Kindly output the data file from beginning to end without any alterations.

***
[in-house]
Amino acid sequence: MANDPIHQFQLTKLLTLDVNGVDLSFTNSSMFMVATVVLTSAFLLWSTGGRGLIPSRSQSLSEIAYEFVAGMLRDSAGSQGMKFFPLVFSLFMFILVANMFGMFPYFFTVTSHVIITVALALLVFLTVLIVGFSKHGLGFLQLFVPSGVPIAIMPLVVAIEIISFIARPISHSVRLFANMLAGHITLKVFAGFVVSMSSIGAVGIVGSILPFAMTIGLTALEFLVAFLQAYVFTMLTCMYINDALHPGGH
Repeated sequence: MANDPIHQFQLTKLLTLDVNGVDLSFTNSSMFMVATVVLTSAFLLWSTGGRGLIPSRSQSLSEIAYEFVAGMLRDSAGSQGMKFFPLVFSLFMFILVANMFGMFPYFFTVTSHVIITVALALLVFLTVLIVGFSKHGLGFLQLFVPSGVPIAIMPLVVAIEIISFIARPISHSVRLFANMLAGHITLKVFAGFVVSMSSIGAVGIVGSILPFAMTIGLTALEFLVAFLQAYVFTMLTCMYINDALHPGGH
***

[in-house]
Amino acid sequence: MANDPIHQFQLTKLLTLDVNGVDLSFTNSSMFMVATVVLTSAFLLWSTGGRGLIPSRSQSLSEIAYEFVAGMLRDSAGSQGMKFFPLVFSLFMFILVANMFGMFPYFFTVTSHVIITVALALLVFLTVLIVGFSKHGLGFLQLFVPSGVPIAIMPLVVAIEIISFIARPISHSVRLFANMLAGHITLKVFAGFVVSMSSIGAVGIVGSILPFAMTIGLTALEFLVAFLQAYVFTMLTCMYINDALHPGGH
Repeated sequence: MANDPIHQFQLTKLLTLDVNGVDLSFTNSSMFMVATVVLTSAFLLWSTGGRGLIPSRSQSLSEIAYEFVAGMLRDSAGSQGMKFFPLVFSLFMFILVANMFGMFPYFFTVTSHVIITVALALLVFLTVLIVGFSKHGLGFLQLFVPSGVPIAIMPLVVAIEIISFIARPISHSVRLFANMLAGHITLKVFAGFVVSMSSIGAVGIVGSILPFAMTIGLTALEFLVAFLQAYVFTMLTCMYINDALHPGGH